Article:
Through various meal time scenes Kurzel underlines his primary message, while Bunting is a psychopath, he can only live out his fantasy through the support of both his murderous crew and the tacit agreement of those living in the area. The principle message being no one is safe from the supposed justice being dealt out by an increasingly deranged Robin Hood gone wrong. Even Jamie's mother takes part in at least one murder, it remains surprising that at no stage did any of the local denizens recognise the monsters in their midst. The full extent of Bunting's activities only became apparent after a routine Police investigation in Snowtown, local Adelaide residents were notable in their ability to turn a blind eye to strange comings, goings, and people vanishing.
The movie is told from the viewpoint of Jamie himself, a character so lacking in the will to fight back against those who make him a victim, that he becomes almost a clean slate for Bunting to write on. The Audience learns about Bunting gradually as Jamie increasingly becomes a part of his thirst for victims. While this is an acceptable approach, Jamie is perhaps too weak a character to take the role of Audience point of view. Since Jamie simply reacts to what is going on and doesn't seem to have his own opinion beyond initial shock we almost hit a documentary approach. Director Kurzel shows a dab hand in setting his movie in an everyday setting, portraying the evil lurking just under the surface, yet allowing the Audience to make their own moral determinations. Actually making your own moral judgement is your only real approach as Jamie seems unable to find any sort of moral compass, and the rest of our characters are either supporting Bunting's endeavours or winding up in a barrel.
Kurzel continues a fine Australia trend of building nihilistic views of our society and filling those views with memorable yet somehow abhorrent characters. There's simply no one in Snowtown who elicits Audience sympathy or empathy. Even the characters who aren't explicitly involved in Buntings' activities still managed to come off as somehow sub-human with little in the way to recommend them. As Kurzel portrays it, Jamie's world is full of people who don't have much in the way of ambition or any interesting aspect to their personalities, but who are only too prepared to accept and promote Buntings' narrow world outlook and identify people around them who may or may not be paedophiles.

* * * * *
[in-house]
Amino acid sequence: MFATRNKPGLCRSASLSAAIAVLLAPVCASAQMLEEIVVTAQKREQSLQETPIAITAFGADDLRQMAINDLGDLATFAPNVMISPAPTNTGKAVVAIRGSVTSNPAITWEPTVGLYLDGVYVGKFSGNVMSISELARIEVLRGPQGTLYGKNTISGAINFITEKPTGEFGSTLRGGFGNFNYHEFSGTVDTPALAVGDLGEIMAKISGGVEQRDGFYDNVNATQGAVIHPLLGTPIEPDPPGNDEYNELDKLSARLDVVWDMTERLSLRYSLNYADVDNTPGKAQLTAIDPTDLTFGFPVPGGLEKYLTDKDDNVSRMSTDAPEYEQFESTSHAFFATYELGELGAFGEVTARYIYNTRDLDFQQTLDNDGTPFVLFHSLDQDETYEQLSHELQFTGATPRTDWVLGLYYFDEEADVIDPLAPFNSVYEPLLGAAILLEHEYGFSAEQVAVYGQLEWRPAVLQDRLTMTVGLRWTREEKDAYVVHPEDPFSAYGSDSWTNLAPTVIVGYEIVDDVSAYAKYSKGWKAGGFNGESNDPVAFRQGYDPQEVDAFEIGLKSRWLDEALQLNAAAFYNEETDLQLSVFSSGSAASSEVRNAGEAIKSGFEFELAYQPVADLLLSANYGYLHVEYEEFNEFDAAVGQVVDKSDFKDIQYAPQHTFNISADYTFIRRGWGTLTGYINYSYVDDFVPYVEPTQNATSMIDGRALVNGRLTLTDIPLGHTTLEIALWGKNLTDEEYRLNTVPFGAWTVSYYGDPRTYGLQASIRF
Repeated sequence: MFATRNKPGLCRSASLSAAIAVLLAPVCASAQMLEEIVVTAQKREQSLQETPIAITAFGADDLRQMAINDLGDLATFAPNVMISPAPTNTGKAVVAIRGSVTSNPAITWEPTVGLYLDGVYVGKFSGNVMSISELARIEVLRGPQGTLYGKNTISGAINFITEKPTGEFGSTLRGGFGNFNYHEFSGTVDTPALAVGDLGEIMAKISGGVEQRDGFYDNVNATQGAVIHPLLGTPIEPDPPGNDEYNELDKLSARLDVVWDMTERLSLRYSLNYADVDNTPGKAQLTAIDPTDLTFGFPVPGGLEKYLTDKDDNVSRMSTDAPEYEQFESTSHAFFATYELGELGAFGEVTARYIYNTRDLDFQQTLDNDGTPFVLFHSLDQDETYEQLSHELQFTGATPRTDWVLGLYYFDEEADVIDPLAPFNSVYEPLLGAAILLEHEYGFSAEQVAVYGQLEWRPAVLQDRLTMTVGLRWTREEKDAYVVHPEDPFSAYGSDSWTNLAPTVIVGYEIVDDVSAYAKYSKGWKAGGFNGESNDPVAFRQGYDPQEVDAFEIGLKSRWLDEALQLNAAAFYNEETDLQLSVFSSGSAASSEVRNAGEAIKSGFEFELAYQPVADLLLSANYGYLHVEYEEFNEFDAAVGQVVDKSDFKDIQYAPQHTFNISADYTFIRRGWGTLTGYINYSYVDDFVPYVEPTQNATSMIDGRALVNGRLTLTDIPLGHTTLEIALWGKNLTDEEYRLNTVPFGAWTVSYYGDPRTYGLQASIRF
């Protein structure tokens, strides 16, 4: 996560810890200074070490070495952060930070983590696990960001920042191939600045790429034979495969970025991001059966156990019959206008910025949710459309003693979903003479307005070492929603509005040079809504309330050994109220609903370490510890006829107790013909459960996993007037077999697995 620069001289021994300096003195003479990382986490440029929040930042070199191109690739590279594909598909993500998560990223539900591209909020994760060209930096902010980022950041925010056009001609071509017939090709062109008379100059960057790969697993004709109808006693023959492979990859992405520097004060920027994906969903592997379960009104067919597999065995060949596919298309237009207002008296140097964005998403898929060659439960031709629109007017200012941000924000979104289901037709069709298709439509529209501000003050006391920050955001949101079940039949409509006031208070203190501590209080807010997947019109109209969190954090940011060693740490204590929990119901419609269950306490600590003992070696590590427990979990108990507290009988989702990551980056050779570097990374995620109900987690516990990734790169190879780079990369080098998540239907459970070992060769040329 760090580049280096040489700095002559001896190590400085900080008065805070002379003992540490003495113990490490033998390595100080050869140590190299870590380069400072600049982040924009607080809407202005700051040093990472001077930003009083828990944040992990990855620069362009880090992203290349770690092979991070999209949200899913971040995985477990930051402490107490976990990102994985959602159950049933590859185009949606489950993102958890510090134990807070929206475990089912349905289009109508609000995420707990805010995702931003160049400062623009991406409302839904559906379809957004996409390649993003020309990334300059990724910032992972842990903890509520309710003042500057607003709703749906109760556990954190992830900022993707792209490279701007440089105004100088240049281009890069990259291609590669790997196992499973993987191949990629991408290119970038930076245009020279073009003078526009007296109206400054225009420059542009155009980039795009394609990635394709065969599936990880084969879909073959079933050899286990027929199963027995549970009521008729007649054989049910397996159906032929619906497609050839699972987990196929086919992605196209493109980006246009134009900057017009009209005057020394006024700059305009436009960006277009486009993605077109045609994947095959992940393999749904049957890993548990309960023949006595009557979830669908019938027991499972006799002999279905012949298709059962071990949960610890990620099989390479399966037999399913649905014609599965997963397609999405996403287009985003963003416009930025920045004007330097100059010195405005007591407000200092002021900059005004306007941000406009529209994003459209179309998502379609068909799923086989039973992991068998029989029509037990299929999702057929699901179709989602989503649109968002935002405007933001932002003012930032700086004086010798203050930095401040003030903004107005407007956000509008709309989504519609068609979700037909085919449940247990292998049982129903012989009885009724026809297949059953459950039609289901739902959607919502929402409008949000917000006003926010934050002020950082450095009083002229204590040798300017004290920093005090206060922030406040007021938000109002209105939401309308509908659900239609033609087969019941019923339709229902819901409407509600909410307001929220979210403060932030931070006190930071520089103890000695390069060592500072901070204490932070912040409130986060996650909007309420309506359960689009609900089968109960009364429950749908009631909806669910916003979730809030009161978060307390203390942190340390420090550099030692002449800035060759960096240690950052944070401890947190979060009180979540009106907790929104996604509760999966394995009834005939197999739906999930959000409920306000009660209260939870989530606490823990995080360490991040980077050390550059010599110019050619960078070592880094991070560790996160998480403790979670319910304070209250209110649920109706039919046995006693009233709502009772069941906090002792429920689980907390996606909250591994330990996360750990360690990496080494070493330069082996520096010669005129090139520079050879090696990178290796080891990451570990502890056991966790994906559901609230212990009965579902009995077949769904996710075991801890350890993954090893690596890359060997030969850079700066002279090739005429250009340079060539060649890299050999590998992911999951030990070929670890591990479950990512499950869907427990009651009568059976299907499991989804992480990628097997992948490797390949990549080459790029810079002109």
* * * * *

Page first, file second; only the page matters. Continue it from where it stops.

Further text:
Perhaps the other memorable aspect of Snowtown is the oppressive nature of the urban wasteland Jamie and his family inhabit. The movie almost appears to be in black or white, at best shades of grey, as Bunting and his brutal sidekick torture victims, dig graves in backyards, or otherwise tune up their activities. Kurzel heightens his atmosphere of an oppressive environment that could harbour a monster such as Bunting to superb results. Perhaps the closest comparison I could make would to John Hillcoat's excellent The Road (2009). The characters populating Kurzel's movie might be despicable, but the environment around them hardly comprises the ideal living space.
As opposed to Wilkins dummy spite I can report that while Kurzel is prepared to throw some claret at the screen we're not talking a gorenography outing here. Nihilism is going to put off some viewers but you needn't worry about a movie that sets up to slop blood on the screen.
I must admit I had been anticipating Snowtown since the movie was announced, when it finally arrived on disc Kurzel delivered on the goods. While nihilism isn't everyone's cup of tea, it was working like a cold beer on a hot day for yours truly. An excellent movie that gets a full recommendation, Kurzel delivers a classic of Australian cinema.